Council on Foreign Relations Global Economics Monthly
Issue 8 | January 2014

Global Economics Monthly

Policy Debates for 2014

Robert Kahn, Steven A. Tananbaum Senior Fellow for International Economics

After a year in which U.S. policy dominated the headlines, 2014 should have a more international flavor. Though not predictions, here are five economic themes that could make policymaker's lives difficult in 2014.

1. Catch a Falling Yen

"Abenomics" has rejuvenated growth in Japan, but policymakers elsewhere continue to worry about what it means for the yen. Monetary stimulus—and more specifically the commitment to 2 percent inflation—remains the most powerful of the policy's "three arrows" (the others being fiscal and structural policies), and hopes for easier monetary policy were immediately reflected in a weaker yen. Since December 2012, the yen has fallen 17 percent against the dollar and 13 percent on a trade-weighted basis, with the current rate at 105 yen to the dollar.

While it is possible that the upcoming wage round will provide a durable boost to incomes and inflation, there is growing concern that by mid-2014 the economy could begin to slow and deflationary pressures reemerge. Last month I argued that the Bank of Japan would "do whatever it took" to achieve its inflation target, which in this case means doubling down on its quantitative easing program. Where would that take the yen? A yen-to-dollar rate of 120 or 130 would cause significant stress in finance ministries around the world, given concerns about growth and exchange-rate instability. In addition to a rise in protectionist pressures, the resultant deflationary pulse among Japan's trading partners would intensify incentives for competitive depreciations.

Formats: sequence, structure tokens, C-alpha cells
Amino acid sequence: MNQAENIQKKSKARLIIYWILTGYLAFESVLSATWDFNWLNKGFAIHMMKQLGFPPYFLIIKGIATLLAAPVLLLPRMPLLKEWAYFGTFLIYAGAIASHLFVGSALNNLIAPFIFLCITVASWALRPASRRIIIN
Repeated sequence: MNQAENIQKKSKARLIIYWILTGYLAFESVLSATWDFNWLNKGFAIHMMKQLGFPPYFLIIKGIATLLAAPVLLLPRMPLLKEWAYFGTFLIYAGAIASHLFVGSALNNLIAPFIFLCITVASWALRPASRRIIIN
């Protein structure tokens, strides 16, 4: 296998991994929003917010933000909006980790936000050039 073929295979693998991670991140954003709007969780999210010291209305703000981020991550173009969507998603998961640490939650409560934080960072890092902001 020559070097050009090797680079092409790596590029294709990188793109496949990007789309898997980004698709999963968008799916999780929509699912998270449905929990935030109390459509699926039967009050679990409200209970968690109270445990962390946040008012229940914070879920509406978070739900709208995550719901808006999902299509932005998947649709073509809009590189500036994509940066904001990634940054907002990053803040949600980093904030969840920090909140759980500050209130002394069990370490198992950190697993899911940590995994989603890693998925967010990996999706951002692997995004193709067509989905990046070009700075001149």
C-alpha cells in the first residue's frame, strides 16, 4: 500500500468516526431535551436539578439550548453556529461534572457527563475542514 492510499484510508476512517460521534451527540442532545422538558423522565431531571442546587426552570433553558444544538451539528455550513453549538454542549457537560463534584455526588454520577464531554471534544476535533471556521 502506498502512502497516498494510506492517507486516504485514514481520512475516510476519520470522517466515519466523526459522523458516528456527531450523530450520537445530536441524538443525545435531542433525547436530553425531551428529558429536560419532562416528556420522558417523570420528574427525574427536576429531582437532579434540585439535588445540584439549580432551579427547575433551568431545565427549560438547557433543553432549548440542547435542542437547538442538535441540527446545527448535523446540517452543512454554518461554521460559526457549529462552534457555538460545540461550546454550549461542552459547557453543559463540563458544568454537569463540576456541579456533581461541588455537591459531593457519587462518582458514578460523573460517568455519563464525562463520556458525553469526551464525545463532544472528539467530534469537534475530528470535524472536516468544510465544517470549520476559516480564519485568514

For U.S. policymakers, pressure is mounting from Congress to include exchange rate legislation as part of any trade agreement with Asia (the Trans-Pacific Partnership) or Europe (the Transatlantic Trade and Investment Partnership). A sharp yen decline will intensify this debate. The issue is no less fraught in emerging markets, which are already buffeted by capital outflows over concerns about Federal Reserve tightening. Pressure to impose capital controls or engage in competitive depreciations is likely to mount.

In 2013, the Group of Seven (G7) and Group of Twenty (G20) had a simple mantra: policies should be aimed at domestic objectives, and governments should not purchase foreign instruments (no direct foreign-exchange intervention). It is possible that 2014 will test that consensus.

2. Debalancing and Deleveraging

In the economic context, "rebalancing" is not a pivot in U.S. foreign policy to Asia (at least not explicitly). Rather, it reflects U.S.-led efforts since the fiscal crisis in 2008 to encourage policies that will reduce global economic imbalances, most notably reflected in large current account surpluses and reserve accumulation.